EK ARCHERY Kirupira - 15-20 lbs - Compound bow

Item number: L76_CO-013B

Category: Youth Bow Set

starting from 57,00 €

including 19% VAT., plus shipping (Parcel)

Set
Delivery time: 1 - 3 workdays
start configuration

Arrows - with Vanes

Arrows - with Vanes

Arrows - with Natural Feathers

Arrows - with Natural Feathers

Service: Set Nocking Point

The nocking point is a small brass ring, which we mounted to the string ourselves. It marks the correct position of the arrow on the string and quickly helps to find the most optimal point . The arrow is usually docked under the nocking point.

Service: Set Nocking Point
  • The nocking point is a small brass ring, which we mounted to the string ourselves. It marks the correct position of the arrow on the string and quickly helps to find the most optimal point . The arrow is usually docked under the nocking point.

Instructions, Tips and Tricks

Instructions, Tips and Tricks
starting from 57,00 €

including 19% VAT., plus shipping (Parcel)

Description

EK ARCHERY Kirupira - 15-20 lbs - Compound Bow

The EK ARCHERY Kirupira is a compact compound bow for children and young people between the ages of 10 and 14. Its high-quality plastic construction is very stable and not only gives the bow its robust and professional appearance, but also makes it ideal for beginners in the world of archery.

Due to the special construction with cables and cams (pulleys), the principle and function of the compound bow is similar to that of the pulley. This means that considerably less force is required from the archer to pull the actual draw weight of 15-20 lbs (adjustable). The cables and cams also allow the bow to be adjusted in draw weight (15 or 20 lbs) and draw length (22 or 24 inches).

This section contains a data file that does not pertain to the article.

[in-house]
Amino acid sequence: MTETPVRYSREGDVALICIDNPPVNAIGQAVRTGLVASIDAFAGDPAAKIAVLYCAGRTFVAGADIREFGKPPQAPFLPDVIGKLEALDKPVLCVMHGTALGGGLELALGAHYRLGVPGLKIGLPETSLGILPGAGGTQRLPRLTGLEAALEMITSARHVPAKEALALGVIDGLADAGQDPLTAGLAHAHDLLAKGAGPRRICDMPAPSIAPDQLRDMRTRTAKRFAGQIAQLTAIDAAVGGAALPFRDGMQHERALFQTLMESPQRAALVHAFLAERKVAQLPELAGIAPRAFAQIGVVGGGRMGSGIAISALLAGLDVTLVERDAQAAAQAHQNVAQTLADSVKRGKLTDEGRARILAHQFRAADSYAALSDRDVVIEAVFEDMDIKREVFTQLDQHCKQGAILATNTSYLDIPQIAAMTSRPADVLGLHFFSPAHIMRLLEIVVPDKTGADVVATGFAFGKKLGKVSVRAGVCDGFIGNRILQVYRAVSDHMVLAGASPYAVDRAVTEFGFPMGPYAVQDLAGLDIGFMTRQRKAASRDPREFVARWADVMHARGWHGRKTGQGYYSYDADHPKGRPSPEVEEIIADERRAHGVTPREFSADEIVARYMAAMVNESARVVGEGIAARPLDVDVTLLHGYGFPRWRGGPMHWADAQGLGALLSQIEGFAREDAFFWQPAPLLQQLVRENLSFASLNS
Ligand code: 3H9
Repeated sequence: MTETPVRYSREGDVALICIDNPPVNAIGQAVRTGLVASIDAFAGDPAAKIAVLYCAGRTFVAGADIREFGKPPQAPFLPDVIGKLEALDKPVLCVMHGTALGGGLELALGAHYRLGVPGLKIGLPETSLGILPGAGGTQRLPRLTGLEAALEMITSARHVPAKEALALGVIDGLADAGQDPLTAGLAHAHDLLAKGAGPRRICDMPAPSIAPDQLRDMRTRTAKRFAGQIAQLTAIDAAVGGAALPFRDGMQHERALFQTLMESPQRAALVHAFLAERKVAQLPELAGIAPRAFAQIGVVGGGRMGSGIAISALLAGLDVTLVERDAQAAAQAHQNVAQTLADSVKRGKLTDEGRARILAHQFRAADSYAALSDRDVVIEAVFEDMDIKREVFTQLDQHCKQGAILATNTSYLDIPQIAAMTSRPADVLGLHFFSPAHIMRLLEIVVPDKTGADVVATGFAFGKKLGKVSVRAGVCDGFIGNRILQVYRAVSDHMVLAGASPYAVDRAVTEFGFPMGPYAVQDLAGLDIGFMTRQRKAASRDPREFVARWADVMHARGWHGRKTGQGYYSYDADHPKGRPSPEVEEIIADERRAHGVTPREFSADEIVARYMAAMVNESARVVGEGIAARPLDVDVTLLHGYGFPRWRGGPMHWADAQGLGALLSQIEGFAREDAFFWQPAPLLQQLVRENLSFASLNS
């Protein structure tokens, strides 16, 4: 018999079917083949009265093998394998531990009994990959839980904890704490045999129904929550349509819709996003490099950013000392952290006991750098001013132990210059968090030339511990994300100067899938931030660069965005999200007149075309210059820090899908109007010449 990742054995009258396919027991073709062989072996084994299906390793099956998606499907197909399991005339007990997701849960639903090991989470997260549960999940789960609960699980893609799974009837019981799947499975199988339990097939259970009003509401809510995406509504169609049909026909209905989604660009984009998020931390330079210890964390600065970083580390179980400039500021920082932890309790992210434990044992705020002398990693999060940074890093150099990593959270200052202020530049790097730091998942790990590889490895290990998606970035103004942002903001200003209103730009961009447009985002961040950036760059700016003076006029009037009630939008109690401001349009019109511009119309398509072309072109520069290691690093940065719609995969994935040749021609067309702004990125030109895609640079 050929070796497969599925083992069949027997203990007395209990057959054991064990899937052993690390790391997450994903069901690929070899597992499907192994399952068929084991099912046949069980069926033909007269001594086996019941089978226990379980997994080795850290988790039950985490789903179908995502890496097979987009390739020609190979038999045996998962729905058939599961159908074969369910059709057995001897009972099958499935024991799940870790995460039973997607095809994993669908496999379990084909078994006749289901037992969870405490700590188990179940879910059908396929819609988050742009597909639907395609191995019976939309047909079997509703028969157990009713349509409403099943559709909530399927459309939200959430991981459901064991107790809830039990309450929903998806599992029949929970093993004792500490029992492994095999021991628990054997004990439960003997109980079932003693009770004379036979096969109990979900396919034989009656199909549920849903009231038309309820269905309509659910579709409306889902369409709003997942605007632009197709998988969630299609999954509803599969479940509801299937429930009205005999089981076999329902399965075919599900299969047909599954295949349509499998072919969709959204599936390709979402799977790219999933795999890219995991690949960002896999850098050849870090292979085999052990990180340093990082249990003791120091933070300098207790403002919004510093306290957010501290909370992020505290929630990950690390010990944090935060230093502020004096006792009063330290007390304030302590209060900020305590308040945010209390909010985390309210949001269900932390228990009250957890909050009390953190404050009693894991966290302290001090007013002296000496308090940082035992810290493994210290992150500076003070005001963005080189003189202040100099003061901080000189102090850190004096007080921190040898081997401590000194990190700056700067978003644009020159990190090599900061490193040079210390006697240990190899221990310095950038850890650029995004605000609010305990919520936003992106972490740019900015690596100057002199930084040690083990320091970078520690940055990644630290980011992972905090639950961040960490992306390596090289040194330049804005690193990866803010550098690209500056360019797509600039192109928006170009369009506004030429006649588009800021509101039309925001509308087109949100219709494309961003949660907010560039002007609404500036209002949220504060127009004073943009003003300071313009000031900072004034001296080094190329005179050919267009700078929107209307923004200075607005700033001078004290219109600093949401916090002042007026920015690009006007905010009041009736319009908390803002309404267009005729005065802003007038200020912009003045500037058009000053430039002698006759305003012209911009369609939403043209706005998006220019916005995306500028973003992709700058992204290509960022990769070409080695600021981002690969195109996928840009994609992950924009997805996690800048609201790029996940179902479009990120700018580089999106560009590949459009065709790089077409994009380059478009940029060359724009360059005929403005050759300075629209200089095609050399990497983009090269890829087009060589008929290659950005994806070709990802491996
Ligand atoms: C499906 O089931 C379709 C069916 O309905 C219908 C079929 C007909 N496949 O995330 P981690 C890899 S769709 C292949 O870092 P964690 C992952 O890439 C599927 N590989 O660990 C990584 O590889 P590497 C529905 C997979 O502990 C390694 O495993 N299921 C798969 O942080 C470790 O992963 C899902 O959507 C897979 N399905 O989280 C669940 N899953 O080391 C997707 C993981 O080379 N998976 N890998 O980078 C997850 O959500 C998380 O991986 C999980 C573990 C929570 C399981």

Included in this comprehensive set is already an mounted quiver for 4 arrows, 2 fibreglass arrows with 26 inch length as well as a pin sight, an arrow rest, an arm guard and a finger tab.

Only available as a right-handed model.

 

Technical data:
Draw weight: 15-20 lbs
Extension: 22-24 in.
Stand height: 6 inch
Length (axle to axle): 34.5 inch
Let-Off: 65

Colour: black

 

 

 

Scope of delivery:
1x compound bow
1x quiver for 4 arrows
1x pin sight
1x arrow rest
2x fibreglass arrows 26 inch
1x arm guard
1x finger tab

 

 

Characteristics
Speed in fps:
Draw Weight in lbs:
Kind and Extent:
Shipping weight:
1,49 Kg
Product weight:
1,35 Kg
Right or left-hand?

 

Determination of the draw hand

The draw hand is the hand that pulls the string. This means that a right-hand bow is held in the left hand and pulled out with the right hand.

The determination of the personal draw hand has far less to do with whether one is left or right-hand than one might initially assume. Rather, it is a matter of determining the dominant eye. The dominant eye is used for targeting. This automatically results in the draw hand.

The term "dominant eye" refers to the eye the visual information of which superimposes everything. If a shooter would try to aim with the other eye, he would have to pinch the dominant eye.

There are two ways to determine the dominant eye: On the one hand, it is the eye that is generally preferred, for example when looking through the viewfinder of a camera, through the spyhole or similar situations. On the other hand, there is a small exercise with which the dominant eye can be determined beyond doubt:

  • The arms are stretched out and with thumb and index fingers of both hands, a triangle is formed.
  • The triangle is used to target a small target, such as a power socket or a cabinet knob. This object is focused.
  • The hands are now slowly moved towards the face without the target being taken out of focus.
  • The triangle of thumb and index fingers will automatically incline to one half of the face and the dominant eye will lie within it.

If eye and hand dominance do not match, the bow should still be selected according to eye dominance. The arms can easily be trained on the new draw hand, the eye cannot.

More information about the choice of the right bow type, the right draw weight and the right arrows can be found here:

A short introduction to archery

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